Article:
Happy Friday, MNN readers! As always, green home news-land is a busy place so take a few minutes to read up on what you may have missed this week. And if you plan on spending a little time in front of the television with something that isn't a horror movie, be sure to check out the premiere of "Dean of Invention" on Planet Green tonight (Oct. 22) at 10. I swung by the show's launch party the other week at Brooklyn Bowl, the world's one and only LEED-certified bowling alley, and it looks like it's sure to appeal to all of you green techies out there. Now on to the links! 

Jetson Green welcomes the ultra-efficient Passive House in the Woods (pictured above) to the elite-in-America Passive House club. This somewhat ominously named three-bedroom, 1,940-square-foot single-family home is the first residence in the state of Wisconsin to meet stringent Passive House criteria.

GOOD talks tech with an insightful Ariel Schwartz-penned article on "How To Hook Up Your Home to the Smart Grid Today."  

Natural Home Magazine picks the brain of Chicago-based architect/builder/developer Mark Miller on the topic of how Passive Houses differ from conventional houses. 

The Switchboard enlightens (ahem) with a great blog post by NRDC senior scientist/energy efficiency guru Noah Horowitz on jobs, politics and the incandescent light bulb.  

The Wall Street Journal examines how affordable-housing projects are going green including San Jose, California's Casa Feliz. After detailing the development's eco-trendy bells and whistles, the WSJ explains: "But in what might come as a surprise to some, no Prius-driving, Dwell magazine-reading, upper-middle-class professionals reside there. The project was built for people who earn less than 35% of San Jose's median income of $103,500 for a family of four, or suffer from developmental disabilities."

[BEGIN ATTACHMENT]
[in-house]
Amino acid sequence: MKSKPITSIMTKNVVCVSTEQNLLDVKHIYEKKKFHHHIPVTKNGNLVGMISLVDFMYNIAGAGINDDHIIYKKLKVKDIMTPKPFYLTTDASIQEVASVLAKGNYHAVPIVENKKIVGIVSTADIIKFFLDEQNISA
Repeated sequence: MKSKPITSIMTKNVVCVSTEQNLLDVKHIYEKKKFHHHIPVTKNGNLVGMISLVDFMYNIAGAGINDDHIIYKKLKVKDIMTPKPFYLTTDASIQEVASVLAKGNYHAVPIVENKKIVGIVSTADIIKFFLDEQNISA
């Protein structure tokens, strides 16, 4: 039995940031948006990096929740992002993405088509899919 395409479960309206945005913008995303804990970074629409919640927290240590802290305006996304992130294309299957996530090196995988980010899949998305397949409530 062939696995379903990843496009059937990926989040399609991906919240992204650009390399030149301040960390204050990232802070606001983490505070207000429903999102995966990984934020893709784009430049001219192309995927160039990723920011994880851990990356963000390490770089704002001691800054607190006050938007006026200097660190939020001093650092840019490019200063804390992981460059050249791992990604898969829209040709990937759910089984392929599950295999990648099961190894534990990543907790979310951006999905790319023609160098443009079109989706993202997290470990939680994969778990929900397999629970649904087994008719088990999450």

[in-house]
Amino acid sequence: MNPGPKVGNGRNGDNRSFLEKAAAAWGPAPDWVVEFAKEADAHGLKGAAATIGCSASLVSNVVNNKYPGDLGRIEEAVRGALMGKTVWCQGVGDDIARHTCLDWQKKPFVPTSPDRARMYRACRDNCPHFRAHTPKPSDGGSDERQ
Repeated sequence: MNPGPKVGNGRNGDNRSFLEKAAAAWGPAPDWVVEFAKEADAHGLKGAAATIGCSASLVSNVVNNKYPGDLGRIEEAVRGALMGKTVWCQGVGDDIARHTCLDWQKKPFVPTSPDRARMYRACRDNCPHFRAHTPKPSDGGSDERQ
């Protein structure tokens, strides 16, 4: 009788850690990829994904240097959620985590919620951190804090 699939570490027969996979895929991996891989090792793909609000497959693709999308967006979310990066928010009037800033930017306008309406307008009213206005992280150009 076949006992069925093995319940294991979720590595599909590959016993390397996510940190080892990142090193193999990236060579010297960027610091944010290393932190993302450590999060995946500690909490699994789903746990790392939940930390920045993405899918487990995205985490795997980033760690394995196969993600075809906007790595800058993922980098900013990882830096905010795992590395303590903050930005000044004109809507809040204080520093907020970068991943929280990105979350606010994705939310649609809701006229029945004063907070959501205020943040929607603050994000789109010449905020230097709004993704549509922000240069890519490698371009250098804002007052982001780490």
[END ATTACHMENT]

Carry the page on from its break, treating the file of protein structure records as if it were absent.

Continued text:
Yanko Design marvels at Italy's Stay Grounded, a semi-subterranean home-within-a-hill concept that would no doubt appeal to Frodo Baggins if he just happened to drive a Prius, read Dwell magazine, and be an upper-middle-class professional. And a real person. 

The Los Angeles Times hands the mic to Susan Carpenter. The Ideal Realist columnist takes a look back at the "two years I've spent transforming my humble California bungalow into a test case for sustainable living — an experience that's cost me hundreds of hours of my time and thousands of dollars, an endeavor that has tested the limits of not only my checkbook but also my sanity — and my DIY skills." 

Metropolis chats it up with green architect extraordinaire, Michelle Kaufmann. The topic? The future of prefab building, naturally. 

Re-Nest eschews those godawful, petroleum-based "Pumpkin Space Latte" and "Vanilla Bean Frosting" scented candles and opts for apple peels, orange rinds, cloves, cinnamon sticks, and other ingredients ideal for "5 Simmer Pot [skipwords]Recipes[/skipwords] To Make Your Home Smell Like Fall." 

Design Milk ogles Mexico's BC House, a striking modern home with numerous green features and some truly killer views. Umm, when can I move in? 

The New York Times Magazine pays a visit to "The Elusive Small House Utopia" in a fantastic, in-depth article that details the economy-driven movement towards more modest and efficient dwellings. 

EcoHome Magazine hops in the tub with eight water-conserving shower heads that meet EPA WaterSense standards. 

Matt Hickman ( @mattyhick ) writes about design, architecture and the intersection between the natural world and the built environment.